In this report, Mario Salas and Angela Ciolfi analyze driver’s license suspension policies in all 50 states and describe the harmful consequences of “license-for-payment” systems.
This new rule requires Arizona courts to offer payment plans for those who are unable to immediately pay their fines and fees.
This new court rule approves the use of two bench cards to help judges determine defendants' ability to pay at sentencing and in collections.
This report is based on the authors’ research on traffic courts and driver’s license suspension practices in the San Francisco Bay Area. It details how much revenue courts collect from fines and fees, the harmful impacts those fees have on low-income Californians, and also advances several policy reform recommendations.
In late 2016, San Francisco’s Board of Supervisors directed the Office of the Treasurer and Tax Collector to create a Fines and Fees Task Force (staffed by the Treasurer’s Financial Justice Project) to study the impact of fines and fees on San Franciscans & propose relevant reforms. About six months later, the Task Force published this initial report in order to provide an overview of fines and fees in San Francisco as well as an array of reform recommendations.
In March 2017, New Orleans nonprofit Stand with Dignity sponsored a Warrant Clinic in New Orleans. Over 1,200 people (who owed an average of $8,000 in fines and fees) participated in the clinic.
This bench card, which can be modified for state and local jurisdictions, advises judges on how to sanction indigent defendants for nonpayment of fines and fees without resorting to incarceration, outlines procedural protections for defendants who are unable to pay, and outlines standards for determining indigence.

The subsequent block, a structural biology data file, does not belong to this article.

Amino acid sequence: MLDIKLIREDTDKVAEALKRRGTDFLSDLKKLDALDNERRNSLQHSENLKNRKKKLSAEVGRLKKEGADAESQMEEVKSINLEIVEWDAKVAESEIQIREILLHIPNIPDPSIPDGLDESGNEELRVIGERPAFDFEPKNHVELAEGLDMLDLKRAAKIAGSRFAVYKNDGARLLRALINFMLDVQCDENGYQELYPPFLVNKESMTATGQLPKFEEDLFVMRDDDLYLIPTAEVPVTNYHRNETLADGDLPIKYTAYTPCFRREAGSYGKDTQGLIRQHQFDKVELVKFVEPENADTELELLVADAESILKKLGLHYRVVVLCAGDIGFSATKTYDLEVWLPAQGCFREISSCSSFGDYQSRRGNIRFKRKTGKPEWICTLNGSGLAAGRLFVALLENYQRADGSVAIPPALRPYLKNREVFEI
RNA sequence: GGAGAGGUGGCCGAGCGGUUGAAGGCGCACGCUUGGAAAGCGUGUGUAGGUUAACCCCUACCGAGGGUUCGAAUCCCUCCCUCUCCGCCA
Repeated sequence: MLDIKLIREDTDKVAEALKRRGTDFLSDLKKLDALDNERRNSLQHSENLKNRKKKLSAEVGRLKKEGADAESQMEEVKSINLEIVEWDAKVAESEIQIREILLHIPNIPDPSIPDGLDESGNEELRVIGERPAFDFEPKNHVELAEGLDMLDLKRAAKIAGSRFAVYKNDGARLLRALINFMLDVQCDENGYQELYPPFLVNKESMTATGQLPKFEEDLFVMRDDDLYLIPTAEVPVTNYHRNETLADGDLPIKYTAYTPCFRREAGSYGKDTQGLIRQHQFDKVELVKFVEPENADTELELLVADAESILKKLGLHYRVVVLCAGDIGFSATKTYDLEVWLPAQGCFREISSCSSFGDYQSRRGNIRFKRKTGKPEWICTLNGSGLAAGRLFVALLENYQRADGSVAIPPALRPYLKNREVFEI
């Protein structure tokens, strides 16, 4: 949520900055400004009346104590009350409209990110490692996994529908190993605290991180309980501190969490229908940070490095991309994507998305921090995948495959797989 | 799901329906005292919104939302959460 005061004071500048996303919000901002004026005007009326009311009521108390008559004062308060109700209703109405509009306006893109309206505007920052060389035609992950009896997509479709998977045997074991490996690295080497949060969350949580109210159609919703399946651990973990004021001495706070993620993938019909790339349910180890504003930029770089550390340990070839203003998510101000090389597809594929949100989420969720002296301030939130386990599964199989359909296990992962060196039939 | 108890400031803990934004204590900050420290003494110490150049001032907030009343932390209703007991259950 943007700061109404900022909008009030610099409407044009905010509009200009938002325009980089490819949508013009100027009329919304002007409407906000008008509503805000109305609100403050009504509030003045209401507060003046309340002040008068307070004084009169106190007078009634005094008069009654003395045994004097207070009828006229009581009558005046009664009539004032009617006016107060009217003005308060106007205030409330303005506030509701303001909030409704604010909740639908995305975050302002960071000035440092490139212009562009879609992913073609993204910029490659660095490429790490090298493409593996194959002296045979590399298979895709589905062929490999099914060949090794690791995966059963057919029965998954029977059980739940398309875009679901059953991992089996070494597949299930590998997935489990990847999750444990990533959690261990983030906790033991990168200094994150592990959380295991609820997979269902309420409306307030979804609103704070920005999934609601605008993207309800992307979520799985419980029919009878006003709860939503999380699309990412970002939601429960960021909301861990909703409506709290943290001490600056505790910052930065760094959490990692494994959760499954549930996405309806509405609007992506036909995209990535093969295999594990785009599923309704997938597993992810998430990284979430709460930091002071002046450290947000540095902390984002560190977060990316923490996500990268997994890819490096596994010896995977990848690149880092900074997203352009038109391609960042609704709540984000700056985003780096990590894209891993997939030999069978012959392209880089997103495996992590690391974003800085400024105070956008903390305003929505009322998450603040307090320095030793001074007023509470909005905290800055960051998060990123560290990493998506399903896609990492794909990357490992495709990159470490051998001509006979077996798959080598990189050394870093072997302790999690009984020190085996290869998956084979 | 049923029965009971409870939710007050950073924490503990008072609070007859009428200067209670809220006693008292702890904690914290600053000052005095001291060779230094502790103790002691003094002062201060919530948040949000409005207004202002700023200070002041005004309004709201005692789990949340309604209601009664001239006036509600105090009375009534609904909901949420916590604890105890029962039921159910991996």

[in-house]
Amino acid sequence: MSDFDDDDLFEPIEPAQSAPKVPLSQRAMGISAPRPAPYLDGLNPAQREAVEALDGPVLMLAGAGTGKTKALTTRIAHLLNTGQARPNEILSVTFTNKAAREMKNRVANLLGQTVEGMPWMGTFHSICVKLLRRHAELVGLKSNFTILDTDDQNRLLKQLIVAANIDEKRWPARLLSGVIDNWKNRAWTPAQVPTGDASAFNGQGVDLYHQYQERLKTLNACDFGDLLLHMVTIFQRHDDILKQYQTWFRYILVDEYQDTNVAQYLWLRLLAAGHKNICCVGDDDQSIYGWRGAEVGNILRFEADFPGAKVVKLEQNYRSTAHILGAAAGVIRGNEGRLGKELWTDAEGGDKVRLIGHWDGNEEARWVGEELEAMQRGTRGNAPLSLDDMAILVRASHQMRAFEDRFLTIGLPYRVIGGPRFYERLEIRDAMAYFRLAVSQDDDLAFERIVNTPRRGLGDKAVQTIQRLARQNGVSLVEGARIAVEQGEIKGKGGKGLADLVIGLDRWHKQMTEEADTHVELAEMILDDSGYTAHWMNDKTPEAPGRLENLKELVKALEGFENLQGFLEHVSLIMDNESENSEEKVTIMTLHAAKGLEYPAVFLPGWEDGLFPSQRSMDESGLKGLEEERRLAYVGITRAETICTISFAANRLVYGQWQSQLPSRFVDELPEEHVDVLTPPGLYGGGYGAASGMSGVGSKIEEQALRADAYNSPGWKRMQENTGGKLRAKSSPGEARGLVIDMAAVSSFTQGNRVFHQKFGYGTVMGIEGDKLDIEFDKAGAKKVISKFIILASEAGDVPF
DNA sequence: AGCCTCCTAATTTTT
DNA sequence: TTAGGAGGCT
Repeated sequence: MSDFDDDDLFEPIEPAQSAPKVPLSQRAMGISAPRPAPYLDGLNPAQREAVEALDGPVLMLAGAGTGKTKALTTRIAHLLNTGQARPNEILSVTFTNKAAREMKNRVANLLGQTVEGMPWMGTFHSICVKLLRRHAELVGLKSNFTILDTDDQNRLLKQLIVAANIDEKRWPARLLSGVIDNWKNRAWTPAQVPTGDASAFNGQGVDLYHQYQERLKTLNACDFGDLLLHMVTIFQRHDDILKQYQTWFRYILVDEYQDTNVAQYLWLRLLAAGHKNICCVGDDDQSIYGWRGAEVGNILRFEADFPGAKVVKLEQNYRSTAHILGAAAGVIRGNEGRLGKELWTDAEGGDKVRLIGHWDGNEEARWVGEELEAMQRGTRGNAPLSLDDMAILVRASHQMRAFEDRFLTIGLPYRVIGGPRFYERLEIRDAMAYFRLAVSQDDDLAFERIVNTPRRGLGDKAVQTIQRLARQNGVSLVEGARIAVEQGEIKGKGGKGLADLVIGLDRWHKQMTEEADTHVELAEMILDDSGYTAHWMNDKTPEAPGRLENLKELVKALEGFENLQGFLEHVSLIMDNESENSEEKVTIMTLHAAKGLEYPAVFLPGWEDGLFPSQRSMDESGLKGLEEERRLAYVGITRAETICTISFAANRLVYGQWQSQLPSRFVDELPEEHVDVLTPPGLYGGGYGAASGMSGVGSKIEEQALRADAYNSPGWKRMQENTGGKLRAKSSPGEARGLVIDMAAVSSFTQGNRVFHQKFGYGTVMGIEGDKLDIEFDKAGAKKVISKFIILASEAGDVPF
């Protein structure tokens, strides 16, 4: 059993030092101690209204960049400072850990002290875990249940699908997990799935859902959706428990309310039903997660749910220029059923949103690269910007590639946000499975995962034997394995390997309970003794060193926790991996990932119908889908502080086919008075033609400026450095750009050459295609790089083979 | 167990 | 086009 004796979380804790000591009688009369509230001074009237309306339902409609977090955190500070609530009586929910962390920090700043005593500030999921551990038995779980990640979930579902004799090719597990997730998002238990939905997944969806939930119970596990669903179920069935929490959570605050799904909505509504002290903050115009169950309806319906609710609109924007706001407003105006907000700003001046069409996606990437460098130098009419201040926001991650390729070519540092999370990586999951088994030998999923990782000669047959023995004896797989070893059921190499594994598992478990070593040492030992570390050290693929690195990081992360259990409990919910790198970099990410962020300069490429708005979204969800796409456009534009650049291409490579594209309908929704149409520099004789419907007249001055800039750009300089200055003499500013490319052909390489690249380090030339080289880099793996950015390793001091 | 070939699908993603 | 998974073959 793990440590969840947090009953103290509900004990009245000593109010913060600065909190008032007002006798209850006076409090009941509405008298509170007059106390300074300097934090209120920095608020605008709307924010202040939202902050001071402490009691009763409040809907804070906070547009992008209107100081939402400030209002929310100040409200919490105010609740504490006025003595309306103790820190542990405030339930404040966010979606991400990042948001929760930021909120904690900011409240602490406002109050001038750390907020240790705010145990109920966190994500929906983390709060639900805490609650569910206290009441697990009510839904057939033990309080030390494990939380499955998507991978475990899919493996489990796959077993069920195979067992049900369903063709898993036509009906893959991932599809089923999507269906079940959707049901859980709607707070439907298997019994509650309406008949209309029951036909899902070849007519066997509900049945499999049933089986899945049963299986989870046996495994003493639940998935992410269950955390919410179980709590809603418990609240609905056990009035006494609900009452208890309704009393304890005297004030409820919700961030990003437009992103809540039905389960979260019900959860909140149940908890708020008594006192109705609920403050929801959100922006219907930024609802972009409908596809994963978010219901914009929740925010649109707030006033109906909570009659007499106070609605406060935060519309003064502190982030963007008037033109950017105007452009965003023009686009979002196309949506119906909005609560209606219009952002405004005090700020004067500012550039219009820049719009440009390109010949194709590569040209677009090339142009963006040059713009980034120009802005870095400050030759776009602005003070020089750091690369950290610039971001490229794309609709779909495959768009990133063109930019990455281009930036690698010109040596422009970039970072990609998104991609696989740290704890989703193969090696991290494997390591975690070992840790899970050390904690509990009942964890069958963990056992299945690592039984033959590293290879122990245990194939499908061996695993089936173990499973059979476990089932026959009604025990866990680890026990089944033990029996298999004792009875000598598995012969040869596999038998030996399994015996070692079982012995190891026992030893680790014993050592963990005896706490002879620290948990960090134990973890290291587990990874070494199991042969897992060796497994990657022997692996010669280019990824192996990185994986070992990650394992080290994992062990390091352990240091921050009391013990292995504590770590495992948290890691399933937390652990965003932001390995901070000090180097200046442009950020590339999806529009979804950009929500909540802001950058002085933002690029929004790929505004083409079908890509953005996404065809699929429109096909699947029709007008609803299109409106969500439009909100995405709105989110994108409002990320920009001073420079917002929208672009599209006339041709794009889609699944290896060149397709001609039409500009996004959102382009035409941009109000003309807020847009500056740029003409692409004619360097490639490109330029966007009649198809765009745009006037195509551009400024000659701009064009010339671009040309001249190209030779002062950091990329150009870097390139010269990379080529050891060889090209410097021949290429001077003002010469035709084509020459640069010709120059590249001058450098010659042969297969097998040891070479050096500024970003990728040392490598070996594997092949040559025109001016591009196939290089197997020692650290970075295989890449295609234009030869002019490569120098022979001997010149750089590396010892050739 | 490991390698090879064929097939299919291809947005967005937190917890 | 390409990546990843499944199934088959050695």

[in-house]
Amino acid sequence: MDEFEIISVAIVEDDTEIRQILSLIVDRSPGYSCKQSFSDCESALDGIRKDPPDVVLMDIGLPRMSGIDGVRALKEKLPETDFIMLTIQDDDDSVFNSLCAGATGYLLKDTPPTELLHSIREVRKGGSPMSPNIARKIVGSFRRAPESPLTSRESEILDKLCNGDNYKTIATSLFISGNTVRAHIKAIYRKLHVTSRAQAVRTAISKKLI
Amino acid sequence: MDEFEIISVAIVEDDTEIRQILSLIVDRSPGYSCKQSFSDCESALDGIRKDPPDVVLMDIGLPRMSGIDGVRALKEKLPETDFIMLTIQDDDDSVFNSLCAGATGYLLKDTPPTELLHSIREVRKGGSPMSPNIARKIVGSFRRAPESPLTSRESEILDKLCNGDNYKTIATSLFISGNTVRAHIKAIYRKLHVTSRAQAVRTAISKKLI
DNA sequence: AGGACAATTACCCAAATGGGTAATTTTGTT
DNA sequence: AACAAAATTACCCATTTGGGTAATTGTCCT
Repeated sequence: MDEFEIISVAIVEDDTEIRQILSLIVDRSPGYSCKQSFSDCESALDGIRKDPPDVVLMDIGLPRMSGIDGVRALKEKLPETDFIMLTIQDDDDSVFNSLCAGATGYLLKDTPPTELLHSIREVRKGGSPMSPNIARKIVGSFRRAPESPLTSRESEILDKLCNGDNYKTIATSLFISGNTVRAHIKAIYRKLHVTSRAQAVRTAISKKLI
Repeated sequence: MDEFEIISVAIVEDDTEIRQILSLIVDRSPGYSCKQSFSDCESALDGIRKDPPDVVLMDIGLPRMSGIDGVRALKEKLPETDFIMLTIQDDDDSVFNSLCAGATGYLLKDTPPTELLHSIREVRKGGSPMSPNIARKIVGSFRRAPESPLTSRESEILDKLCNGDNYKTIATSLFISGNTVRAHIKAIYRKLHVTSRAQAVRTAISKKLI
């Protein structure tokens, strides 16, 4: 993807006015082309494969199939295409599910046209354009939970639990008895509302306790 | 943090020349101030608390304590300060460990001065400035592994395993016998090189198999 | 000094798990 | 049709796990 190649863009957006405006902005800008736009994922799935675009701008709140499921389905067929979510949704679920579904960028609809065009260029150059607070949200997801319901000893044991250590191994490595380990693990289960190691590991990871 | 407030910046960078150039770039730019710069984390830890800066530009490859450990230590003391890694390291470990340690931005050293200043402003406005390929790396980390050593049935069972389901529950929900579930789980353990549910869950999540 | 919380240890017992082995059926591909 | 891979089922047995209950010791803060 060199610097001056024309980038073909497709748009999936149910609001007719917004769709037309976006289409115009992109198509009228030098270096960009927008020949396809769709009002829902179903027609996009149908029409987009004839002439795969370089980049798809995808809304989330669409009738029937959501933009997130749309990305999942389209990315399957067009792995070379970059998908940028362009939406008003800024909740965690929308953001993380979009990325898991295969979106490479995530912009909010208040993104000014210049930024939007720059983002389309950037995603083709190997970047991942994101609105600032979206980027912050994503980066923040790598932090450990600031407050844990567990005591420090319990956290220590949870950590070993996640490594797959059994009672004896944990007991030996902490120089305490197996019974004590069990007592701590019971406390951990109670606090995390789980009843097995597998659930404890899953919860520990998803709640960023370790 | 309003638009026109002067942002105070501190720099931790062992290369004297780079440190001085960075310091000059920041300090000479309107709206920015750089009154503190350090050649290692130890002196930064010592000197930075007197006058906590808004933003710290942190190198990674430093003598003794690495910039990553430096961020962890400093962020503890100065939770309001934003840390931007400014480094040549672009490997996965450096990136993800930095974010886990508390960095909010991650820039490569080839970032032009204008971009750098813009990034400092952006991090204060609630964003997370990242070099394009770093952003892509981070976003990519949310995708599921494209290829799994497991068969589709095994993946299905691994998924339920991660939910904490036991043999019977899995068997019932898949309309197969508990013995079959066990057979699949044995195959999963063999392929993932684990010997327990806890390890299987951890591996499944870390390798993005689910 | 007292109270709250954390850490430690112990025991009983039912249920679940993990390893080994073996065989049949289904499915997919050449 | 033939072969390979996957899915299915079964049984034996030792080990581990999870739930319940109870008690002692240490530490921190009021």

For individuals who are unable to pay their fines and fees, their total debt may be cited and entered into the district court judgement docket. A judge may also replace fines and fees with court-ordered community service (credited at a minimum rate of at least federal minimum wage), if community service doesn’t cause undue hardship.
This joint report by Texas Appleseed and the Texas Fair Defense Project evaluates how often fine-only offenses - offenses punishable only by a fine and no jail sentence – in fact subject Texans to jail time and suspensions of driver’s licenses or the inability to renew a license or register a vehicle because of their inability to pay.
This bill describes how Nebraska courts should proceed in instances where a person cannot pay their fines and fees. It prohibits incarcerating people who cannot afford to pay and allows courts to reduce or waive fines and fees, or offer community service as an alternative.